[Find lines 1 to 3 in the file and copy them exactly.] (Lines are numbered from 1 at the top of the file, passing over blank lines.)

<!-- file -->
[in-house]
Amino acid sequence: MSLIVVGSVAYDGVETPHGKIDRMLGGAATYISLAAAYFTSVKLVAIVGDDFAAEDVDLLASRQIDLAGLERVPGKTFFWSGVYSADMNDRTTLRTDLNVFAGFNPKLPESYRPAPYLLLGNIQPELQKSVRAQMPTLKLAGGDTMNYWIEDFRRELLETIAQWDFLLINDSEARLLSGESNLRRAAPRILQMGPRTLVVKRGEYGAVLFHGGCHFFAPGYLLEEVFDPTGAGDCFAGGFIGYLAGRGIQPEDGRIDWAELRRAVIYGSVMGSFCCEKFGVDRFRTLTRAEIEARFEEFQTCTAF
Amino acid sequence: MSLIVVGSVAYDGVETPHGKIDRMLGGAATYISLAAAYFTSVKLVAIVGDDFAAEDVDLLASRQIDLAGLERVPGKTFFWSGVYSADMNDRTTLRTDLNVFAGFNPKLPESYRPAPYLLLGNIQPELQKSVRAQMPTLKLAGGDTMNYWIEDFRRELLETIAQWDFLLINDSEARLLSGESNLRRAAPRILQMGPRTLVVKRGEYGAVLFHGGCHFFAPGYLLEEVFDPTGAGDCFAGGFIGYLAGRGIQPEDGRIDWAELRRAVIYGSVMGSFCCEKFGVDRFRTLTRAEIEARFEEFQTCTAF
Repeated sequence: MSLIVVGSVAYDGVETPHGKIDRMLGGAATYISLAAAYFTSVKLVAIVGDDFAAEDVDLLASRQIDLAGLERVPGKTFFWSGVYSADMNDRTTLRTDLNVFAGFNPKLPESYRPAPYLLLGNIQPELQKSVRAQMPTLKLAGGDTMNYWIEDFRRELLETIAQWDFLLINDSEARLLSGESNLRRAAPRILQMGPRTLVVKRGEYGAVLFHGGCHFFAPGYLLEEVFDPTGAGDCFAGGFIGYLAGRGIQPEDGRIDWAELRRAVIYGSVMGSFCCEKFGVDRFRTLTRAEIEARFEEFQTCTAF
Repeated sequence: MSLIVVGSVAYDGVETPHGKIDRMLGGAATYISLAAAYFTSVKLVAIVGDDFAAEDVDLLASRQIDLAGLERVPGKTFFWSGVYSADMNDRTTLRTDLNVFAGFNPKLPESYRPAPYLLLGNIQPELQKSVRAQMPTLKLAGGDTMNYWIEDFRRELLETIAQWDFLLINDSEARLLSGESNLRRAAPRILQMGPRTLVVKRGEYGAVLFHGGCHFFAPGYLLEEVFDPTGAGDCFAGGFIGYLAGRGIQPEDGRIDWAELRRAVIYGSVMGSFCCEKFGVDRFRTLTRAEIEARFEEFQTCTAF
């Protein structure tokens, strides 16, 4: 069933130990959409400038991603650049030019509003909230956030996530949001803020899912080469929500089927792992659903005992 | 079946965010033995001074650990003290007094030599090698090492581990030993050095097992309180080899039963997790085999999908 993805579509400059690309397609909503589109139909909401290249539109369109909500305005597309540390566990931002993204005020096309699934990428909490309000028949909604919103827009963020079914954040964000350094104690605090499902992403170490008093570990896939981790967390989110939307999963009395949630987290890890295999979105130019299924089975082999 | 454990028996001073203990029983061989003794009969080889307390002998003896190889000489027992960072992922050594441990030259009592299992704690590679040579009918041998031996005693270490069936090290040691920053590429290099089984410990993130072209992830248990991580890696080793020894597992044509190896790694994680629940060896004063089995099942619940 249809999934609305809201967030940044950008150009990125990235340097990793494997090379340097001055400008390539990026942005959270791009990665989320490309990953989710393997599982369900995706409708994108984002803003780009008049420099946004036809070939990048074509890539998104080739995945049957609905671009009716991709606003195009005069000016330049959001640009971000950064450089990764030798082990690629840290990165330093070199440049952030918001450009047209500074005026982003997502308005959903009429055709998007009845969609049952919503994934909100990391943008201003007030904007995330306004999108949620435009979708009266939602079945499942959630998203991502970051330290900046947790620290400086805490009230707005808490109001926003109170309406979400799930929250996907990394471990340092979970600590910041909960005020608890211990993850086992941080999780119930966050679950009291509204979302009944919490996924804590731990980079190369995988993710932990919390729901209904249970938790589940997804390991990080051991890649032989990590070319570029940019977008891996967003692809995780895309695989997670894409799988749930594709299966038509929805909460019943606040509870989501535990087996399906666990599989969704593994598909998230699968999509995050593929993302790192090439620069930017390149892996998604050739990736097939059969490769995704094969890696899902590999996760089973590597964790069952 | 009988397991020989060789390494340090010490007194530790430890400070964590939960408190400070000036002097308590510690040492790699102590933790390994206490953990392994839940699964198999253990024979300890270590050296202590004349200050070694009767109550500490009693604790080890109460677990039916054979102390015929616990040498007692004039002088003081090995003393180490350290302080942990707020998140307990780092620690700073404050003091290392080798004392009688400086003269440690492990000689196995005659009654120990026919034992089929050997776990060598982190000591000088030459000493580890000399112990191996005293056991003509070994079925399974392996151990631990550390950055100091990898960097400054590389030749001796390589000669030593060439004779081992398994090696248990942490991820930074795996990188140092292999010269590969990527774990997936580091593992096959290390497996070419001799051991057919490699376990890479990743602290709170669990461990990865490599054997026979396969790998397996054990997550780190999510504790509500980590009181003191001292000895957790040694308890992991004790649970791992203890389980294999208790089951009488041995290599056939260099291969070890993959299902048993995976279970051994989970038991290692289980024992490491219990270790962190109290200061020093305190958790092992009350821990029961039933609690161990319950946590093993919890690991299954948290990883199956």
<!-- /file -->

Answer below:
[in-house]
Amino acid sequence: MSLIVVGSVAYDGVETPHGKIDRMLGGAATYISLAAAYFTSVKLVAIVGDDFAAEDVDLLASRQIDLAGLERVPGKTFFWSGVYSADMNDRTTLRTDLNVFAGFNPKLPESYRPAPYLLLGNIQPELQKSVRAQMPTLKLAGGDTMNYWIEDFRRELLETIAQWDFLLINDSEARLLSGESNLRRAAPRILQMGPRTLVVKRGEYGAVLFHGGCHFFAPGYLLEEVFDPTGAGDCFAGGFIGYLAGRGIQPEDGRIDWAELRRAVIYGSVMGSFCCEKFGVDRFRTLTRAEIEARFEEFQTCTAF
Amino acid sequence: MSLIVVGSVAYDGVETPHGKIDRMLGGAATYISLAAAYFTSVKLVAIVGDDFAAEDVDLLASRQIDLAGLERVPGKTFFWSGVYSADMNDRTTLRTDLNVFAGFNPKLPESYRPAPYLLLGNIQPELQKSVRAQMPTLKLAGGDTMNYWIEDFRRELLETIAQWDFLLINDSEARLLSGESNLRRAAPRILQMGPRTLVVKRGEYGAVLFHGGCHFFAPGYLLEEVFDPTGAGDCFAGGFIGYLAGRGIQPEDGRIDWAELRRAVIYGSVMGSFCCEKFGVDRFRTLTRAEIEARFEEFQTCTAF